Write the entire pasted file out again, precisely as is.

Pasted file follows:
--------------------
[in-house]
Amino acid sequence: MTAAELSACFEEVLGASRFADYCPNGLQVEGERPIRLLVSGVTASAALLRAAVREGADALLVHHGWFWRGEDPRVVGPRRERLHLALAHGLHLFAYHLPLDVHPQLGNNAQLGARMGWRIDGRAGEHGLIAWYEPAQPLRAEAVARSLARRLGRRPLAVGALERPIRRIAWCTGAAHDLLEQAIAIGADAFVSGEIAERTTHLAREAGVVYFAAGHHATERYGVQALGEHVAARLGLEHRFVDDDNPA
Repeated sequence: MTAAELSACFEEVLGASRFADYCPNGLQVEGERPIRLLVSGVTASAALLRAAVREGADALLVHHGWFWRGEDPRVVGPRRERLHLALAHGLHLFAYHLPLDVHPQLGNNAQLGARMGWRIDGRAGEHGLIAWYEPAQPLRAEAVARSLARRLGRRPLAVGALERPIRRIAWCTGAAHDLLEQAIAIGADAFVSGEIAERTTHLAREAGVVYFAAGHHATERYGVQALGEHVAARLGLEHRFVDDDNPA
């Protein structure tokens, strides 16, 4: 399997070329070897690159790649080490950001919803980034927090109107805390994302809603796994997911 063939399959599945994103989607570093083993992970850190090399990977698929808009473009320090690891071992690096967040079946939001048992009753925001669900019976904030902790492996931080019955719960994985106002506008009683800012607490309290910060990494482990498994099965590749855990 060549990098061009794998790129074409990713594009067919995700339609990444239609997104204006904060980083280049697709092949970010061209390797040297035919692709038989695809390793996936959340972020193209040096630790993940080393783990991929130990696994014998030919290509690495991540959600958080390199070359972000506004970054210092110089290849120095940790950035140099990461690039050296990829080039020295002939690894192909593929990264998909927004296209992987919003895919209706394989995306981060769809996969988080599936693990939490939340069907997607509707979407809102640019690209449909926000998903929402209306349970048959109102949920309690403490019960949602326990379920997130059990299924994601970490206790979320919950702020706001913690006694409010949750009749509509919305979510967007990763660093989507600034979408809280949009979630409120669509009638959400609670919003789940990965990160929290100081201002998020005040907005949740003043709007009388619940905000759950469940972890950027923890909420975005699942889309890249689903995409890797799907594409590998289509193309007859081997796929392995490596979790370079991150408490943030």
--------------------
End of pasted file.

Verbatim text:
[in-house]
Amino acid sequence: MTAAELSACFEEVLGASRFADYCPNGLQVEGERPIRLLVSGVTASAALLRAAVREGADALLVHHGWFWRGEDPRVVGPRRERLHLALAHGLHLFAYHLPLDVHPQLGNNAQLGARMGWRIDGRAGEHGLIAWYEPAQPLRAEAVARSLARRLGRRPLAVGALERPIRRIAWCTGAAHDLLEQAIAIGADAFVSGEIAERTTHLAREAGVVYFAAGHHATERYGVQALGEHVAARLGLEHRFVDDDNPA
Repeated sequence: MTAAELSACFEEVLGASRFADYCPNGLQVEGERPIRLLVSGVTASAALLRAAVREGADALLVHHGWFWRGEDPRVVGPRRERLHLALAHGLHLFAYHLPLDVHPQLGNNAQLGARMGWRIDGRAGEHGLIAWYEPAQPLRAEAVARSLARRLGRRPLAVGALERPIRRIAWCTGAAHDLLEQAIAIGADAFVSGEIAERTTHLAREAGVVYFAAGHHATERYGVQALGEHVAARLGLEHRFVDDDNPA
């Protein structure tokens, strides 16, 4: 399997070329070897690159790649080490950001919803980034927090109107805390994302809603796994997911 063939399959599945994103989607570093083993992970850190090399990977698929808009473009320090690891071992690096967040079946939001048992009753925001669900019976904030902790492996931080019955719960994985106002506008009683800012607490309290910060990494482990498994099965590749855990 060549990098061009794998790129074409990713594009067919995700339609990444239609997104204006904060980083280049697709092949970010061209390797040297035919692709038989695809390793996936959340972020193209040096630790993940080393783990991929130990696994014998030919290509690495991540959600958080390199070359972000506004970054210092110089290849120095940790950035140099990461690039050296990829080039020295002939690894192909593929990264998909927004296209992987919003895919209706394989995306981060769809996969988080599936693990939490939340069907997607509707979407809102640019690209449909926000998903929402209306349970048959109102949920309690403490019960949602326990379920997130059990299924994601970490206790979320919950702020706001913690006694409010949750009749509509919305979510967007990763660093989507600034979408809280949009979630409120669509009638959400609670919003789940990965990160929290100081201002998020005040907005949740003043709007009388619940905000759950469940972890950027923890909420975005699942889309890249689903995409890797799907594409590998289509193309007859081997796929392995490596979790370079991150408490943030």